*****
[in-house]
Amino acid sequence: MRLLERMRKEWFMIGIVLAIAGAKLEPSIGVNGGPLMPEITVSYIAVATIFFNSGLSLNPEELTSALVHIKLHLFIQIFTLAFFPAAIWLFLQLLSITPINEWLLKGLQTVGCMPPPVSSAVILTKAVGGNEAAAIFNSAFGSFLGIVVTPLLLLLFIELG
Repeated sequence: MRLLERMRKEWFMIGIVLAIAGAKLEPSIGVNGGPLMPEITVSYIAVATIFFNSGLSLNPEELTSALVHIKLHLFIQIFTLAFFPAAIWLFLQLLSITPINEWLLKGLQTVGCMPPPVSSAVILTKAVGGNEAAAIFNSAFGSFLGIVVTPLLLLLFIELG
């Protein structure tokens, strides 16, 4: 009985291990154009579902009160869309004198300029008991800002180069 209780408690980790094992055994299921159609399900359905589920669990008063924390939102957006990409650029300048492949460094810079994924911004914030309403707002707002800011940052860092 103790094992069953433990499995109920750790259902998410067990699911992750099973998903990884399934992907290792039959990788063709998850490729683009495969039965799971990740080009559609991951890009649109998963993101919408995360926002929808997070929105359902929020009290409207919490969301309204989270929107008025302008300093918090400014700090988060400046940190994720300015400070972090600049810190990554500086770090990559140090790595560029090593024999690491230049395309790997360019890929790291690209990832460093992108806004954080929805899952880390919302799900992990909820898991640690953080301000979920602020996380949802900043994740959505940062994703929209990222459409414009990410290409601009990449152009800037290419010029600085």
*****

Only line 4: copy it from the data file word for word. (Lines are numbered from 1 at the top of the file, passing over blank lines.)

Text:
């Protein structure tokens, strides 16, 4: 009985291990154009579902009160869309004198300029008991800002180069 209780408690980790094992055994299921159609399900359905589920669990008063924390939102957006990409650029300048492949460094810079994924911004914030309403707002707002800011940052860092 103790094992069953433990499995109920750790259902998410067990699911992750099973998903990884399934992907290792039959990788063709998850490729683009495969039965799971990740080009559609991951890009649109998963993101919408995360926002929808997070929105359902929020009290409207919490969301309204989270929107008025302008300093918090400014700090988060400046940190994720300015400070972090600049810190990554500086770090990559140090790595560029090593024999690491230049395309790997360019890929790291690209990832460093992108806004954080929805899952880390919302799900992990909820898991640690953080301000979920602020996380949802900043994740959505940062994703929209990222459409414009990410290409601009990449152009800037290419010029600085």